How does blockchain work?

The blockchain is an autonomous and encrypted storage technology, invented in 2008 by the creator of bitcoin. In fact, it is a kind of database without control of a higher authority and whose security is guaranteed by digital cryptography techniques. The database is powered by users who enter the information they want to store.

Each block of data is dated and connected to the one produced before it in the same chain. Before moving on to the next one, the contents of each block must be checked by users and validated. Once added, a block of data can not be modified or deleted. The set thus creates a chain of dated and unalterable data.

Simply put, transactions between network users are grouped into blocks. Each block is validated by the nodes of the network called the “minors”, according to techniques that depend on the type of blockchain. In the bitcoin blockchain this technique is called “Proof-of-Work”, proof of work, and consists in solving algorithmic problems.

Once the block is validated, it is time stamped and added to the blockchain. The transaction is then visible to the receiver as well as the entire network. Here are the steps then:

Steps of a blockchain


  • Once a transaction is performed, it is grouped with others within a block then it can not be changed.
  • The miners validate the block by cryptographic techniques helps.
  • After the validation of the block, it is added to the blockchain accessible to all users. Remember that nothing can be modified or deleted: it would be necessary to add a new transaction in case of error.
  • The transaction is time stamped and finalized.


Actually; checksum, which is like a footprint is a number, it is calculated from the contents of the block, as it is impossible to reconstruct the block from its checksum so that is why the block completely edits the checksum. In the case of Bitcoin, it is a 256-bit number, whose number of distinct values ​​is expressed by a number of 78 digits. Two blocks with different contents always have different checksums. The checksum of a block can therefore serve as a unique identifier.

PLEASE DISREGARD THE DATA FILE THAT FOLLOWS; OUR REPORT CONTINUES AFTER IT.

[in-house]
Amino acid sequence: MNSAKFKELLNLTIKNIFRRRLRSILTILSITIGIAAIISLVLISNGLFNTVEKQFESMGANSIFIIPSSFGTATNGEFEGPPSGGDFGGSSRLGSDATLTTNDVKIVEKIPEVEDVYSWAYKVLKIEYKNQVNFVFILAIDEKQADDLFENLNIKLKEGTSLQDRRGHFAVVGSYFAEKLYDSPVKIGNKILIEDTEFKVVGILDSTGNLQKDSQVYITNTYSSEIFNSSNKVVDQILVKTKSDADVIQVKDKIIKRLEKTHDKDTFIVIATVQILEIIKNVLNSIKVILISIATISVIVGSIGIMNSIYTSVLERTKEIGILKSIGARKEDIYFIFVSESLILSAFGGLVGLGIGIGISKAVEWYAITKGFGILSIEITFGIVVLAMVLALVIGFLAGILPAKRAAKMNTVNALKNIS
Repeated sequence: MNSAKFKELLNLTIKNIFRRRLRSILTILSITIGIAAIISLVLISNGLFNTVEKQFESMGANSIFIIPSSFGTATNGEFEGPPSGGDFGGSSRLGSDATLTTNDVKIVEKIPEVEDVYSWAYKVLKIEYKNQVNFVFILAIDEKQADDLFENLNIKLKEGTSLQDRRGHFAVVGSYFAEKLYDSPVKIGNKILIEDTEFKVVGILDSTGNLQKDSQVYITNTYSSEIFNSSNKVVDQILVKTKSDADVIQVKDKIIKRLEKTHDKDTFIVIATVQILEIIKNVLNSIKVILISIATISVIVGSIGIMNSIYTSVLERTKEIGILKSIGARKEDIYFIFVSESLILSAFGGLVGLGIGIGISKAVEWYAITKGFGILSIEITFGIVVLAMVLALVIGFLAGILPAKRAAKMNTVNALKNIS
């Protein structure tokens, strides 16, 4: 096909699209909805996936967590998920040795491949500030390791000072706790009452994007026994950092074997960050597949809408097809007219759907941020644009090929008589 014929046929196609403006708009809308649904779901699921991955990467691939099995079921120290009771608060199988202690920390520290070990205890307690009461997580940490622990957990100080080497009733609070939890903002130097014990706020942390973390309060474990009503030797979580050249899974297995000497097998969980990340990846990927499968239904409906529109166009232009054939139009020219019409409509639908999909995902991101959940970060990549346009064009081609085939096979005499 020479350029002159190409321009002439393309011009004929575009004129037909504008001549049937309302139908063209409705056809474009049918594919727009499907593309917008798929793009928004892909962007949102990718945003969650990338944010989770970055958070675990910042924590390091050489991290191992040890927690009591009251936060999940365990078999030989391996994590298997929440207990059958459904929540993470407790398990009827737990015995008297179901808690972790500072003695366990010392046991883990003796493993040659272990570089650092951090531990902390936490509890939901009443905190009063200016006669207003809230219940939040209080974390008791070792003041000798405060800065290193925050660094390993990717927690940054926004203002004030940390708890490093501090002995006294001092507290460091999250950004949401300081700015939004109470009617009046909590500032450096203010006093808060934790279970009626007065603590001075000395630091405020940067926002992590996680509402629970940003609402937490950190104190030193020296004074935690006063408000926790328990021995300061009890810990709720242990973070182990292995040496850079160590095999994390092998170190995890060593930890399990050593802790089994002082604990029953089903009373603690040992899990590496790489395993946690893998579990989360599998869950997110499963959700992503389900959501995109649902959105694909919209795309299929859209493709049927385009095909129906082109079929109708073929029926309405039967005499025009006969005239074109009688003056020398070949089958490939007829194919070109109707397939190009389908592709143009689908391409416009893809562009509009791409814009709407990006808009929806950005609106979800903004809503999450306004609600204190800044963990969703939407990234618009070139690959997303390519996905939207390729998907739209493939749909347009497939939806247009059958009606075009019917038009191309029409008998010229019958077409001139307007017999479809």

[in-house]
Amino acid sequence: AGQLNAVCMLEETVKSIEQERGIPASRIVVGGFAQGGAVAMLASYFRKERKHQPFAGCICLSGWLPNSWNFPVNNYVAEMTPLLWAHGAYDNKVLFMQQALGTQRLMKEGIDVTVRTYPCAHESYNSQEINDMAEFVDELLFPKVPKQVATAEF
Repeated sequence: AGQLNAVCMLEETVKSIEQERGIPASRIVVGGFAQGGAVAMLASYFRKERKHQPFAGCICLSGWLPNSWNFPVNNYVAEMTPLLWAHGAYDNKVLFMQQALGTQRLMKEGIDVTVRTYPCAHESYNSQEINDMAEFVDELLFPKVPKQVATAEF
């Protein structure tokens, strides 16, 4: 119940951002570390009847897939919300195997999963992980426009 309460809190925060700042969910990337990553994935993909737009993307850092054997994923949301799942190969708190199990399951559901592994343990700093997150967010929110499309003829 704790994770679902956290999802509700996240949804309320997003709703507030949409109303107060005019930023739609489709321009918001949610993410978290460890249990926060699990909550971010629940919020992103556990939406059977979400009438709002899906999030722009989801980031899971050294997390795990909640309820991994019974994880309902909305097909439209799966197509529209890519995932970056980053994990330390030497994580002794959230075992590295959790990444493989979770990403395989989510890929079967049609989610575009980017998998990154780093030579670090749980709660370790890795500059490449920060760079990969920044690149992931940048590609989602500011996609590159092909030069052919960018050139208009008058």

However, let’s see what a block is. It is the grouping of a certain number of elementary writings, whose form and meaning depend on the application. In the case of Bitcoin or other payment systems, they are monetary transactions, and each block typically contains between 1000 and 3000. Completed by a header which, the block contains among other things the identifier of the previous block, so its own checksum. From any block, one can thus go up to the initial block of the chain while checking at each step its validity.


At every access, the hash of a block is systematically verified in order to detect any modification made to its content after its construction. If the author of the change also modified the block header by including his new checksum, he modified his identifier at the same time. To introduce in the chain a modified block would thus force to modify the headers of all the following blocks, an operation all the more expensive as the block is older, and that the calculation of the checksums is itself made more consumer resources by imposing very severe constraints.